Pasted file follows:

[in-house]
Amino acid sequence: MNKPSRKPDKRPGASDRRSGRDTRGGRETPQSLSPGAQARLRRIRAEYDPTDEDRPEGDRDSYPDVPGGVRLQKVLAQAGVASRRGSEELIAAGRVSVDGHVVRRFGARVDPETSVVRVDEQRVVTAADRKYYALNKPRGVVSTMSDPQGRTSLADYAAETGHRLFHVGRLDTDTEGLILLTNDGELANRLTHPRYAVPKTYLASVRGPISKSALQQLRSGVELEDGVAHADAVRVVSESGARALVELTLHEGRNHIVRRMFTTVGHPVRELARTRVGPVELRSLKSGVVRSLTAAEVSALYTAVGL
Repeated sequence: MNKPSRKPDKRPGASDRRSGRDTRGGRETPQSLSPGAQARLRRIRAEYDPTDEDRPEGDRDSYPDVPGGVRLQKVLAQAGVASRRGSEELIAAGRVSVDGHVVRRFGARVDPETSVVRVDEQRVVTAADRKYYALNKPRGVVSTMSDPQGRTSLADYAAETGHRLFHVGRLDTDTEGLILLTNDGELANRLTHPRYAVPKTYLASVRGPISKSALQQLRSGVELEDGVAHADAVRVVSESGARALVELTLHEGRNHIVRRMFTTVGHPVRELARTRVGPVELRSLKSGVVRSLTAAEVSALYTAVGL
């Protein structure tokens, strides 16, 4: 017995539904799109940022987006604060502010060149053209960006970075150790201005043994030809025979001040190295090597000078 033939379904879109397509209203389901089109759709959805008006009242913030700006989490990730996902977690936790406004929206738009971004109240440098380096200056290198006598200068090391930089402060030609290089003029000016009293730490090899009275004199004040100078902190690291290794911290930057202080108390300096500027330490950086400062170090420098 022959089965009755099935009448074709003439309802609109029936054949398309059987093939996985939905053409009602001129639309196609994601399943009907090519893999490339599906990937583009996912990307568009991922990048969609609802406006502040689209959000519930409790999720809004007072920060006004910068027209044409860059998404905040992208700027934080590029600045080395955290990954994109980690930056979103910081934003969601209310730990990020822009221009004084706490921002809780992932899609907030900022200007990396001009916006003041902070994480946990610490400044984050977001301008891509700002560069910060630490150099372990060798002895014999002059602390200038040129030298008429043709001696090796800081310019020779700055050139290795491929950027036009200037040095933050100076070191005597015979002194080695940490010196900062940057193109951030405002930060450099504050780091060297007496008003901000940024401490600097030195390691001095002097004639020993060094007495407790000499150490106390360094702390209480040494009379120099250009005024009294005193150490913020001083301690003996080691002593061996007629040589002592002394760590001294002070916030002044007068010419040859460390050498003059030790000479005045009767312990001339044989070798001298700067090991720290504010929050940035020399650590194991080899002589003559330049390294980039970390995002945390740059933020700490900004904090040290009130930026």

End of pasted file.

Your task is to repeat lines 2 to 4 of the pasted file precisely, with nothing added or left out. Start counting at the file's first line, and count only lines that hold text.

Amino acid sequence: MNKPSRKPDKRPGASDRRSGRDTRGGRETPQSLSPGAQARLRRIRAEYDPTDEDRPEGDRDSYPDVPGGVRLQKVLAQAGVASRRGSEELIAAGRVSVDGHVVRRFGARVDPETSVVRVDEQRVVTAADRKYYALNKPRGVVSTMSDPQGRTSLADYAAETGHRLFHVGRLDTDTEGLILLTNDGELANRLTHPRYAVPKTYLASVRGPISKSALQQLRSGVELEDGVAHADAVRVVSESGARALVELTLHEGRNHIVRRMFTTVGHPVRELARTRVGPVELRSLKSGVVRSLTAAEVSALYTAVGL
Repeated sequence: MNKPSRKPDKRPGASDRRSGRDTRGGRETPQSLSPGAQARLRRIRAEYDPTDEDRPEGDRDSYPDVPGGVRLQKVLAQAGVASRRGSEELIAAGRVSVDGHVVRRFGARVDPETSVVRVDEQRVVTAADRKYYALNKPRGVVSTMSDPQGRTSLADYAAETGHRLFHVGRLDTDTEGLILLTNDGELANRLTHPRYAVPKTYLASVRGPISKSALQQLRSGVELEDGVAHADAVRVVSESGARALVELTLHEGRNHIVRRMFTTVGHPVRELARTRVGPVELRSLKSGVVRSLTAAEVSALYTAVGL
């Protein structure tokens, strides 16, 4: 017995539904799109940022987006604060502010060149053209960006970075150790201005043994030809025979001040190295090597000078 033939379904879109397509209203389901089109759709959805008006009242913030700006989490990730996902977690936790406004929206738009971004109240440098380096200056290198006598200068090391930089402060030609290089003029000016009293730490090899009275004199004040100078902190690291290794911290930057202080108390300096500027330490950086400062170090420098 022959089965009755099935009448074709003439309802609109029936054949398309059987093939996985939905053409009602001129639309196609994601399943009907090519893999490339599906990937583009996912990307568009991922990048969609609802406006502040689209959000519930409790999720809004007072920060006004910068027209044409860059998404905040992208700027934080590029600045080395955290990954994109980690930056979103910081934003969601209310730990990020822009221009004084706490921002809780992932899609907030900022200007990396001009916006003041902070994480946990610490400044984050977001301008891509700002560069910060630490150099372990060798002895014999002059602390200038040129030298008429043709001696090796800081310019020779700055050139290795491929950027036009200037040095933050100076070191005597015979002194080695940490010196900062940057193109951030405002930060450099504050780091060297007496008003901000940024401490600097030195390691001095002097004639020993060094007495407790000499150490106390360094702390209480040494009379120099250009005024009294005193150490913020001083301690003996080691002593061996007629040589002592002394760590001294002070916030002044007068010419040859460390050498003059030790000479005045009767312990001339044989070798001298700067090991720290504010929050940035020399650590194991080899002589003559330049390294980039970390995002945390740059933020700490900004904090040290009130930026």